While trying to come up with a good introductory campaign, or even just session, while sitting in a class on 19th Century philosophy, I hit upon some really good ideas that would get my players wrapped up in my world pretty quickly, though I definitely fit the idea to appeal to Ian, the owner of Manny. The story needed a few different starting locations, namely the passenger ship and the unsuspecting town of Béchar, a disaster of some sort, the sabotage and crash landing, and enough intrigue to make the players interested in continuing their little romp, which is where my boys come in, and the elusive Catalyst, a sort of villainy character the players could eventually hunt down and beat some answers out of. I started sketching out the airship, just to give myself a real tangible environment I could describe to the players, and about 3 months later, I was in that Fiction class needing a concept for my first short story. I took the class hoping it would get me to write out some of my story ideas, and this was a solid opportunity.

Funny thing is, after the fact, I found out I took a few liberties with Manny that Ian never intended. For example, Ian’s Manny is a lot more like Felix and Sa’id, in that he’s young and adventurous, not the retiring cutthroat, trapped in the throes of a mid-life crisis. I don’t regret the change, because I think it made Manny a much more identifiable character, and gave Jacob some common grounds on which to interact. But the point is, Manny is a borrowed idea that I think will still serve me very well in introducing players and readers to my little SteamPunk world.

Sorry, I seem to have lied. That was quite a long story. Anyway, The Ball!

I came up with The Ball about two nights before the second short story was due, and finished the final revisions about 5 minutes before I had to email a copy to the professor. Everyone really loved Manny and Jake, but I didn’t want them thinking they were my stars. The boys, Felix and Sa’id, were really the Sherlock and Watson (not to confuse anyone’s role with Watson, there’s a third character who fills that “normal person viewing the abnormal” role who comes in a bit later), while Manny was more the Jefferson Hope (A Study in Scarlet) or John Douglas (The Valley of Fear), whose life they get tangled up in (again, I mentioned I’ve been catching up on Conan Doyle). I needed a good romp to show off the heroes, as they’d come across as a bit hollow in OtS, and it made for prime real estate to introduce some of the other members of their crew. I’d go into how I went about coming up with the story, but I’m hoping that, “What is your writing process like?” will be a question soon, so I can go into the whole thing without posting an uncalled for wall of text without seeming like a self-indulgent asshole (though I suppose I’ve ruined any chance of that by asking for the question…oh well).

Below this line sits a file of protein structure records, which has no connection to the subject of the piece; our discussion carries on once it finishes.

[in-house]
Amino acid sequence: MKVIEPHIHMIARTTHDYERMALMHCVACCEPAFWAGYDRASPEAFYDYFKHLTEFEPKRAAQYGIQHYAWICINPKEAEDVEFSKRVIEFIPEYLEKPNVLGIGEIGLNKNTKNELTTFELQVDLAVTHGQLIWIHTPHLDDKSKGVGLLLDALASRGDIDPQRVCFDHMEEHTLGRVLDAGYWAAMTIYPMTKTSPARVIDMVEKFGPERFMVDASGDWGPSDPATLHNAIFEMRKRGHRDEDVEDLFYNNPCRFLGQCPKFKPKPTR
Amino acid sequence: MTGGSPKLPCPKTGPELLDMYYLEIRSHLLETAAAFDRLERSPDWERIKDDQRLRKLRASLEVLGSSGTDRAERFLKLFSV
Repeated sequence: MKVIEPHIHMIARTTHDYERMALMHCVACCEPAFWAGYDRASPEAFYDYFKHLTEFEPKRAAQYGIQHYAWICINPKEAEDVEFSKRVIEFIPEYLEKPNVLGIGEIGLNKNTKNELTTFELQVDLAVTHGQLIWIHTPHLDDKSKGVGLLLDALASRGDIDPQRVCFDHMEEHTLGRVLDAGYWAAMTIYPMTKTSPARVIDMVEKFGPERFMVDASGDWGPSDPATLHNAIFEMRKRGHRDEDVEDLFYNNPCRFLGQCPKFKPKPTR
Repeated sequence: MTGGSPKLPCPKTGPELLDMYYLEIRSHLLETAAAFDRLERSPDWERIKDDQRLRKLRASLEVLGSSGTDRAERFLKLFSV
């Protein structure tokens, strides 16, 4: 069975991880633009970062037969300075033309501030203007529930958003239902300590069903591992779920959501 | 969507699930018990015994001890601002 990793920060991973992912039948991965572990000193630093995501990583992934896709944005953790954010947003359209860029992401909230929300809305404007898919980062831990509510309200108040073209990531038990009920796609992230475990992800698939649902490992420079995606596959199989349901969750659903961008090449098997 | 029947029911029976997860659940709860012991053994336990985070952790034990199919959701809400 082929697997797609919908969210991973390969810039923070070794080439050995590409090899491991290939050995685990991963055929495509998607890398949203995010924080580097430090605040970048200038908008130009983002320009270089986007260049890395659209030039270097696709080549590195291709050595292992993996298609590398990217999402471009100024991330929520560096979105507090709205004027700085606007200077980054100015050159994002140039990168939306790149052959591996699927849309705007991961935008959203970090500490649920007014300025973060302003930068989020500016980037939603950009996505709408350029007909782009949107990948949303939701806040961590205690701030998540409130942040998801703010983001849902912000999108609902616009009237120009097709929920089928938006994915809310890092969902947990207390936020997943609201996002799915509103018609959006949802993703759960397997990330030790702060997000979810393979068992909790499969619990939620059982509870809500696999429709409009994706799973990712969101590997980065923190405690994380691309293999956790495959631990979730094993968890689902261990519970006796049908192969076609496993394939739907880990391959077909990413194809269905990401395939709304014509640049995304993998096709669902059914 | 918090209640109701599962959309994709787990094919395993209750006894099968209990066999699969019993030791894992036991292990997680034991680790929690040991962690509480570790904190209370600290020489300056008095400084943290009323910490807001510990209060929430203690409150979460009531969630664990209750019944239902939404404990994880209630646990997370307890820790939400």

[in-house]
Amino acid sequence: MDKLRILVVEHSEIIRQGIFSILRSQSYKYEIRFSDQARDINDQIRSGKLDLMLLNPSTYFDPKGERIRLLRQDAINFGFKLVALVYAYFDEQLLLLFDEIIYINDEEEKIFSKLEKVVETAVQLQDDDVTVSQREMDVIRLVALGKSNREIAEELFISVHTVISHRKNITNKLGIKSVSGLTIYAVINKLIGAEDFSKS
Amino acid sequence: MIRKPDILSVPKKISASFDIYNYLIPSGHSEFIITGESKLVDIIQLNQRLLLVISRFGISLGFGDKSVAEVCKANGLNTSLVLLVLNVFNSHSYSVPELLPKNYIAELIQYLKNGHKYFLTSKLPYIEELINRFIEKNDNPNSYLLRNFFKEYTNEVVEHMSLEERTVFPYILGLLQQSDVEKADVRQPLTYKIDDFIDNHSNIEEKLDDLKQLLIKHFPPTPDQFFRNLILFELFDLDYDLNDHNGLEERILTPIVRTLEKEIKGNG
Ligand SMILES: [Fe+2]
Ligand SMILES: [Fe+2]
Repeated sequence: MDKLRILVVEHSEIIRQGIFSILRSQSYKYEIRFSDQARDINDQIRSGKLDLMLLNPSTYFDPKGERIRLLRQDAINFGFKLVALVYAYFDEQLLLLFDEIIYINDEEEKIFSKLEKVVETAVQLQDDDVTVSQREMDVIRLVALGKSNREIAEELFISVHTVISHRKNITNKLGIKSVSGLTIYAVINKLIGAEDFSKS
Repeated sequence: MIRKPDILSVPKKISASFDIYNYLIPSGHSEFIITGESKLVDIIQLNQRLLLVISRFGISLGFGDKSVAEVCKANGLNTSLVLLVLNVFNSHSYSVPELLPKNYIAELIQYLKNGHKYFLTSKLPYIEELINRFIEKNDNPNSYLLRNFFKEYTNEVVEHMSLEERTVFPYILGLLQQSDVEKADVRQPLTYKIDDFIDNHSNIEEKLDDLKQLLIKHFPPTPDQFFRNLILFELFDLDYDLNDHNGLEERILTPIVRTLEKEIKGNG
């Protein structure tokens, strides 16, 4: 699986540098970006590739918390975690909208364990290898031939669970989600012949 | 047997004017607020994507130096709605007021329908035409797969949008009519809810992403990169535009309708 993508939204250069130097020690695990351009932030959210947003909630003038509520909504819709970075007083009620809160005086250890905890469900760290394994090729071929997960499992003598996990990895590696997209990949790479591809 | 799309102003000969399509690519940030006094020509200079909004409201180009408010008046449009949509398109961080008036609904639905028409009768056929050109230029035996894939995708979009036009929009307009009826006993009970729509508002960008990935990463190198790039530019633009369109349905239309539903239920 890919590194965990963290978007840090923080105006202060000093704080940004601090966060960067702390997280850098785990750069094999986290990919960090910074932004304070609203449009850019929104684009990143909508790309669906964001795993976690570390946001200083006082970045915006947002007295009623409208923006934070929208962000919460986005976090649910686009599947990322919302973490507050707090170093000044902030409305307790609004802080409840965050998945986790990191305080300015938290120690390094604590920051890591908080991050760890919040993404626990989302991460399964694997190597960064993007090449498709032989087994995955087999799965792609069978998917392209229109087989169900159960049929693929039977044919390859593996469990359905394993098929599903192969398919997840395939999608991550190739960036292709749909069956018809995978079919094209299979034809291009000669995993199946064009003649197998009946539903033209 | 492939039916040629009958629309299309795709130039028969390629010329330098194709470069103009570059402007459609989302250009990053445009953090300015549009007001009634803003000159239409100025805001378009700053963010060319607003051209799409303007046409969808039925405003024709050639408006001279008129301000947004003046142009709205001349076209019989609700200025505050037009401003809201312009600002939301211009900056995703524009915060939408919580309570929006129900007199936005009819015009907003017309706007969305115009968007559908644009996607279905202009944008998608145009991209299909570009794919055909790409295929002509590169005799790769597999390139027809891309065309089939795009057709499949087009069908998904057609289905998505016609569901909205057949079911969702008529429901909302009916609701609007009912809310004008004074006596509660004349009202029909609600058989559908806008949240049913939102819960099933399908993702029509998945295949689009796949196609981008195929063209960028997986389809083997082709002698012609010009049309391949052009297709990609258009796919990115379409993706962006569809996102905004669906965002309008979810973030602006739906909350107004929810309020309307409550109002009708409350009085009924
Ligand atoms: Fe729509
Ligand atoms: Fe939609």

So, The Ball features the team a little later in their lives, while their attentions are preoccupied by a much larger matter than double-kidnapping some young girl. I won’t get too specific, because maybe you’ll want to use the story, and spoiling it outright seems like a false step. I would’ve pitched it sooner, but it’s not quite as “pulp” as OtS, it’s a bit more about showing off the characters and their relationships. Basically I chucked the crew into a high-toned and fancy to-do up at the fort (a little Pirates of the Caribbean quote, perhaps?), with some comical consequences. I’ll let you decide if it was worth the paper it was printed on.

Sorry for the massive response for such simple questions, but I started answering about a minute after waking up and finding the next question in my inbox (Fridays off with this new job, very enjoyable), and then added some nicotine about halfway through, so the word-vomit became unstoppable. Also a little note: I’ve written a second file, sort of a follow-up to the story. My professor thought I should indulge the “Agatha Christie-esque ‘missing scene'” as part of my final project. I wrote it about half an hour before my portfolio was due, and never felt all that committed to the result, but it’s worth mentioning.

Personally, I think that in genre fiction you have two responsibilities: 1. To make coattails for others to ride on. 2. To ride some coattails till they’re tattered and falling apart. Then hem them back together in a new form.

So, what conventions around Dallas do you hit up?

Not many, really. Last summer a friend of mine dragged me to AnimeFest as preparation for A-Kon the next spring. At AnimeFest, we got invite to ArkansasAnimeFestival, so we hit that up as a sort of road trip adventure. Then finally I gave A-Kon a shot this last May. I wasn’t that impressed with any of it, to be honest. The most fun I have is in the game room (board games, etc.), just talking to people. Other than that, it’s just a shopping adventure with some really smelly people.

I read your answer out loud to my brother. He laughed.

Would you consider yourself part of the geek/nerd clique then?

Oh my yes, just not so much the Japanophile/weeaboo/anime “enthusiast” type. I actually speak the japo-knees, but the whole “omfg I luuuuurv Naruto” thing makes me nauseous. The only anime I was ever able to get into was Cowboy Bebop, which is a masterpiece that transcends medium, and Detective Conan, which was dubbed and rebranded as Case Closed by Funimation in the states. Ran on Adult Swim for a while like 8 years ago, if you happen to recall it.

I’m a bit more the general nerd/gamer type. I play an excessive number of video games, occasionally dabble in the pen and paper role playing (ala Dungeons and Dragons), and just generally geek out over very specific things, which is really the key aspect of the subculture.

Obviously I’m riding the Steampunk trend, which any current convention will show, is the new thang. As far as the “clique” part goes, all of my friends are of the same genre of person, so I guess I’m part of the group.

– – –

Is this where we put the to be continued part?